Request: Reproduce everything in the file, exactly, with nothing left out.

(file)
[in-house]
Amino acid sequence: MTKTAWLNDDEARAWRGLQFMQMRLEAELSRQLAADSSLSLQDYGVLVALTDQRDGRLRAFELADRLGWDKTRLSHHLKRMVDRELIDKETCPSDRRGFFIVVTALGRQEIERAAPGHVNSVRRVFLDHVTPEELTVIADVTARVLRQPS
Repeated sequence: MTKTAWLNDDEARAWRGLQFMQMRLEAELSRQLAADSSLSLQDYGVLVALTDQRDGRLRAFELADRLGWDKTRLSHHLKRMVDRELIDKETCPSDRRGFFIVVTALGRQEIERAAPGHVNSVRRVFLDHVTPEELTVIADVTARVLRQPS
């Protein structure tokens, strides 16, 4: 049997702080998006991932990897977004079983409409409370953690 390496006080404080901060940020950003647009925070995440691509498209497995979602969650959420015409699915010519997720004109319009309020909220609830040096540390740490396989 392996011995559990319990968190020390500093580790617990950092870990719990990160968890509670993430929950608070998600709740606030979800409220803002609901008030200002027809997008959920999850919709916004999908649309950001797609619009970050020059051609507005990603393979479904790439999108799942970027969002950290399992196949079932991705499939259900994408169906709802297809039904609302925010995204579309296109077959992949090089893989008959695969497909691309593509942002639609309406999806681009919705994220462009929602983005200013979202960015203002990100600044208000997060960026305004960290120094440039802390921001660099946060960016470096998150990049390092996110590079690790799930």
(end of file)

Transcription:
[in-house]
Amino acid sequence: MTKTAWLNDDEARAWRGLQFMQMRLEAELSRQLAADSSLSLQDYGVLVALTDQRDGRLRAFELADRLGWDKTRLSHHLKRMVDRELIDKETCPSDRRGFFIVVTALGRQEIERAAPGHVNSVRRVFLDHVTPEELTVIADVTARVLRQPS
Repeated sequence: MTKTAWLNDDEARAWRGLQFMQMRLEAELSRQLAADSSLSLQDYGVLVALTDQRDGRLRAFELADRLGWDKTRLSHHLKRMVDRELIDKETCPSDRRGFFIVVTALGRQEIERAAPGHVNSVRRVFLDHVTPEELTVIADVTARVLRQPS
């Protein structure tokens, strides 16, 4: 049997702080998006991932990897977004079983409409409370953690 390496006080404080901060940020950003647009925070995440691509498209497995979602969650959420015409699915010519997720004109319009309020909220609830040096540390740490396989 392996011995559990319990968190020390500093580790617990950092870990719990990160968890509670993430929950608070998600709740606030979800409220803002609901008030200002027809997008959920999850919709916004999908649309950001797609619009970050020059051609507005990603393979479904790439999108799942970027969002950290399992196949079932991705499939259900994408169906709802297809039904609302925010995204579309296109077959992949090089893989008959695969497909691309593509942002639609309406999806681009919705994220462009929602983005200013979202960015203002990100600044208000997060960026305004960290120094440039802390921001660099946060960016470096998150990049390092996110590079690790799930």